Why Sunday and Not Saturday?
By Father Pat McCloskey, O.F.M.
Q: What is the basis for the Catholic Church changing the day of worship from Saturday to Sunday? I need one that is biblically based.
A: Our Christian faith is based on the Lord’s resurrection from the dead, which happened on Easter Sunday. Jews celebrated Saturday as the Lord’s Day. Except for Seventh-Day Adventists, most Christians have judged it best to observe the Lord’s Day on Sunday.
Two quotes from the Catechism of the Catholic Church may help explain the reason for this change. “Jesus rose from the dead ‘on the first day of the week.’ Because it is the ‘first day,’ the day of Christ’s Resurrection recalls the first creation. Because it is the ‘eighth day’ following the sabbath, it symbolizes the new creation ushered in by Christ’s Resurrection” (#2174).
“Sunday is expressly distinguished from the sabbath which it follows chronologically every week; for Christians its ceremonial observance replaces that of the sabbath. In Christ’s Passover, Sunday fulfills the spiritual truth of the Jewish sabbath and announces man’s eternal rest in God” (#2175).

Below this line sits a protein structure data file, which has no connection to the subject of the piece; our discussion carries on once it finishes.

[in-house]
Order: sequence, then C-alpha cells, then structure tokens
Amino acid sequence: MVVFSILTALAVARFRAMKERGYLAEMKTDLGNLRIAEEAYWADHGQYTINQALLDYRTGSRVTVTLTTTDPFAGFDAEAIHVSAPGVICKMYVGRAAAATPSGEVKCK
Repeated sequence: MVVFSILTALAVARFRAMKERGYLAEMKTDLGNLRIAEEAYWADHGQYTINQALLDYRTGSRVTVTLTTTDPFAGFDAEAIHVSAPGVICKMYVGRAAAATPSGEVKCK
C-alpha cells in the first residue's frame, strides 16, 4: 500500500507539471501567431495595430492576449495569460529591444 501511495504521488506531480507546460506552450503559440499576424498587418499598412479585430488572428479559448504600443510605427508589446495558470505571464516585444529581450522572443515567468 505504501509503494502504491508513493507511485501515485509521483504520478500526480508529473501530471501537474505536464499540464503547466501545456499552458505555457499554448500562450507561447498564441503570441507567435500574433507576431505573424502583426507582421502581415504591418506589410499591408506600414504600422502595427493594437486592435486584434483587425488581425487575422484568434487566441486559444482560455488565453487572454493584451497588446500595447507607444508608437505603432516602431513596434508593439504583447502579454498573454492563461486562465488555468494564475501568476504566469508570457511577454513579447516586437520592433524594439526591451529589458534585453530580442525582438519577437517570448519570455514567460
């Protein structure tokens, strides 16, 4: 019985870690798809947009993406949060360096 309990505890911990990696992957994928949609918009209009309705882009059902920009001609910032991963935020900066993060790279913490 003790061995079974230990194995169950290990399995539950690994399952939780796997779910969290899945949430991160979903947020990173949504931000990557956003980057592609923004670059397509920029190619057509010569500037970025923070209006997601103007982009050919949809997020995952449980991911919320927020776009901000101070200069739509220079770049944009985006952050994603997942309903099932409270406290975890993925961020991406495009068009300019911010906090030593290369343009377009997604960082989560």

Aren’t these reasons biblically based? The resurrection of Jesus is the key event of the New Testament. St. Paul writes in First Corinthians: “And if Christ has not been raised, then empty is our preaching; empty, too, your faith” (15:14).
Calendars in some European and Asian countries indicate Monday as the first day of the week and Sunday as the seventh day. I once found that out by assuming Day 1 on a German train schedule meant Sunday when it really meant Monday! Many U.S. plane schedules indicate Monday as Day 1.
Our Catholic Update “Sunday Mass: Easter All Year Long” (C0399) is a shortened version of Pope John Paul II’s 1998 apostolic letter Day of the Lord [Dies Domini] about celebrating Sunday.
The pope says that the Christian Sunday leads “the faithful each week to ponder and live the event of Easter, true source of the world’s salvation.”